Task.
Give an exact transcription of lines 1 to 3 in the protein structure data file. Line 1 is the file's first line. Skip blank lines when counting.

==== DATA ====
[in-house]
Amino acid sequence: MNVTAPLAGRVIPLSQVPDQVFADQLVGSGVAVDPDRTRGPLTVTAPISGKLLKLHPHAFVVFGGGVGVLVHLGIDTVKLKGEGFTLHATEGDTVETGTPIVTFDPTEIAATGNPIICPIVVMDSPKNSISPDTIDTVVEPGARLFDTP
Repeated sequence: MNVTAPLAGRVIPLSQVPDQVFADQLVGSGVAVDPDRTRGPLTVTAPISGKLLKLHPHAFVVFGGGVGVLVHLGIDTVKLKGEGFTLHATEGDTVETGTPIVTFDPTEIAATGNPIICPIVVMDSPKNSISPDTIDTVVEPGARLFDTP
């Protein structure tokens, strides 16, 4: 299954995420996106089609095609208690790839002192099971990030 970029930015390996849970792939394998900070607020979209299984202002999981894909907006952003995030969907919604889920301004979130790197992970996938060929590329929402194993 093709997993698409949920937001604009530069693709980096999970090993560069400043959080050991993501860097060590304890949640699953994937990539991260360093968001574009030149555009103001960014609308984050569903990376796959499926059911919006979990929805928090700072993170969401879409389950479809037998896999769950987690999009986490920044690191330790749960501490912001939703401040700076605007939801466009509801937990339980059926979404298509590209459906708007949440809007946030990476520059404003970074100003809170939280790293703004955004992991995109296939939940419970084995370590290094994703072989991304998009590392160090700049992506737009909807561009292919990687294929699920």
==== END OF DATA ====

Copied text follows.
[in-house]
Amino acid sequence: MNVTAPLAGRVIPLSQVPDQVFADQLVGSGVAVDPDRTRGPLTVTAPISGKLLKLHPHAFVVFGGGVGVLVHLGIDTVKLKGEGFTLHATEGDTVETGTPIVTFDPTEIAATGNPIICPIVVMDSPKNSISPDTIDTVVEPGARLFDTP
Repeated sequence: MNVTAPLAGRVIPLSQVPDQVFADQLVGSGVAVDPDRTRGPLTVTAPISGKLLKLHPHAFVVFGGGVGVLVHLGIDTVKLKGEGFTLHATEGDTVETGTPIVTFDPTEIAATGNPIICPIVVMDSPKNSISPDTIDTVVEPGARLFDTP